The Trictrac Home Page

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by David Levy
updated July 20, 2011
Copyright © 1998-2011 by David Levy. All rights reserved.

Welcome to the Trictrac Home Page! This is my slow, ongoing attempt, to explore the game of Trictrac and share my exploration.


BREAKING NEWS as of July 9 2003!
I have just released version 0.3 of Soumille, The First Trictrac Program. A screen shot appears below.

If you would liked to be contacted when there is a general release available, please email me.

Please see a draft of the User Guide

Soumille, The First Trictrac Program

BREAKING NEWS as of November 14, 2002!
I have just created a Yahoo discussion group for those of us interested in the game of trictrac. If you are interested, click here and click on "Join This Group" in the upper right hand corner. You will need a Yahoo id.

My Interest in Trictrac

Trictrac is a rich, formal game that was immensely popular in French society prior to the revolution. The game was so closely associated with the courts of Louis XIV, Louis XV and Louis XVI that during the revolution, most Trictrac boards were destroyed as symbols of the monarchy.

I collect books on card and boards games, but resisted books on Trictrac for a long time. They are in old French and I never expected to be able to read them. One day, I ran across an exquisitely bound but affordable copy of Soumille's Le Grand Trictrac (1756). It contains 270 woodblock prints of Trictrac positions showing the course of play, move by move. With the help of my high school French and a Larousse dictionary, I was able to make some sense out of the game. I have been collecting Trictrac books ever since.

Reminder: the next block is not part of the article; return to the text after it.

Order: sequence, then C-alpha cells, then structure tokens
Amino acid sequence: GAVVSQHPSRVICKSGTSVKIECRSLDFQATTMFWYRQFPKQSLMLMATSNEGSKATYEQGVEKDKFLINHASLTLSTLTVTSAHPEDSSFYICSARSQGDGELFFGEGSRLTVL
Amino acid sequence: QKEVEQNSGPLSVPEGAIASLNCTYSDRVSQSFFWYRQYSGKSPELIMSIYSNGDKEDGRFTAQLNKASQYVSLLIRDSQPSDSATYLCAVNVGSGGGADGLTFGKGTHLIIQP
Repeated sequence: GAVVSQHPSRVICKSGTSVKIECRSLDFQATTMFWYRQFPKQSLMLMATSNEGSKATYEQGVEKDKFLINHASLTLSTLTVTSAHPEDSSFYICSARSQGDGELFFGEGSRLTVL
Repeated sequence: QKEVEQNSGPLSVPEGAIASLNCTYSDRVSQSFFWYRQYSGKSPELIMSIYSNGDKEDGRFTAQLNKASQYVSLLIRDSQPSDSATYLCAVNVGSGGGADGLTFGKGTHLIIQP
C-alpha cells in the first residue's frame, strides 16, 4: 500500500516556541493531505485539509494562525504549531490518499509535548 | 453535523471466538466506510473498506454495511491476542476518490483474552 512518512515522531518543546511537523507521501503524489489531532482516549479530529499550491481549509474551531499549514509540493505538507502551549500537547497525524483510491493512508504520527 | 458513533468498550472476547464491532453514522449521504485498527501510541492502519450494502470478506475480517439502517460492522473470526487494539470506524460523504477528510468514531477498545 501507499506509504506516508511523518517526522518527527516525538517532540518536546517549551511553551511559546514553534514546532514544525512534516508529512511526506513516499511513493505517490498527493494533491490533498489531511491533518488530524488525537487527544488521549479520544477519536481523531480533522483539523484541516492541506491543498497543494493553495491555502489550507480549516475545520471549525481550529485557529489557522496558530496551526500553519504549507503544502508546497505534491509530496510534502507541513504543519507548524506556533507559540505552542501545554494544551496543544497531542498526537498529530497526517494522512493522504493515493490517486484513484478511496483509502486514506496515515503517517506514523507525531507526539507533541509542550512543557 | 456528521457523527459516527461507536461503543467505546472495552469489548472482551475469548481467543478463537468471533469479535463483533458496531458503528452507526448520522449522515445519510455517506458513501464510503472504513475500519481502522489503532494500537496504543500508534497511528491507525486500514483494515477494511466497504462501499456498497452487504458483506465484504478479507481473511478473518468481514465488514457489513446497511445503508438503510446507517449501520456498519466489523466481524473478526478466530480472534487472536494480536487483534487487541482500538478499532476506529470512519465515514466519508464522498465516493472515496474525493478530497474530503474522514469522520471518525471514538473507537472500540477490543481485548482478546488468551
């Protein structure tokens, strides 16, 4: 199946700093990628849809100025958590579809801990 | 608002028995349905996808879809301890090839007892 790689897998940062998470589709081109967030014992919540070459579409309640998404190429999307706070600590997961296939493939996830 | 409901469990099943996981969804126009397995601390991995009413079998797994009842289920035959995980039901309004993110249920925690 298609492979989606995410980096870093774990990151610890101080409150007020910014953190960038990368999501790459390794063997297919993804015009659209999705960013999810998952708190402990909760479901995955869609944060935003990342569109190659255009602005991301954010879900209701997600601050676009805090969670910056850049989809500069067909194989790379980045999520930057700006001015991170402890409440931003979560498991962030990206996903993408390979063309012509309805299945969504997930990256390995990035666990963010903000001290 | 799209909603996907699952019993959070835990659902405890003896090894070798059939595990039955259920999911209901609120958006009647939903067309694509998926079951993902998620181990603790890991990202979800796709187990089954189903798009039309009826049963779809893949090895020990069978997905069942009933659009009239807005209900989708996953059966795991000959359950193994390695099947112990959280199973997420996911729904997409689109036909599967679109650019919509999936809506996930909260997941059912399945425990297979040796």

I have transcribed the first game in Soumille along with diagrams and descriptions which should give you a good introduction to the game.

Works in English

Many modern backgammon books refer to Trictrac only as the French name for backgammon. As these pages show, true Trictrac is a different game and I am aware of only works in English that discuss it:

These pages are my attempt to fill that void. If you run across others, please email me.


My understanding of Trictrac is limited by my unpracticed high school French. With the exception of Fiske's Chess in Iceland, I have written more in English about Trictrac than has been written in the previous three hundred years! I am inconsistent about using the (delightful) French vocabulary and translating (awkwardly) into English. I sincerely hope that I am not butchering either the game or the language. Please let me know if you have suggestions.

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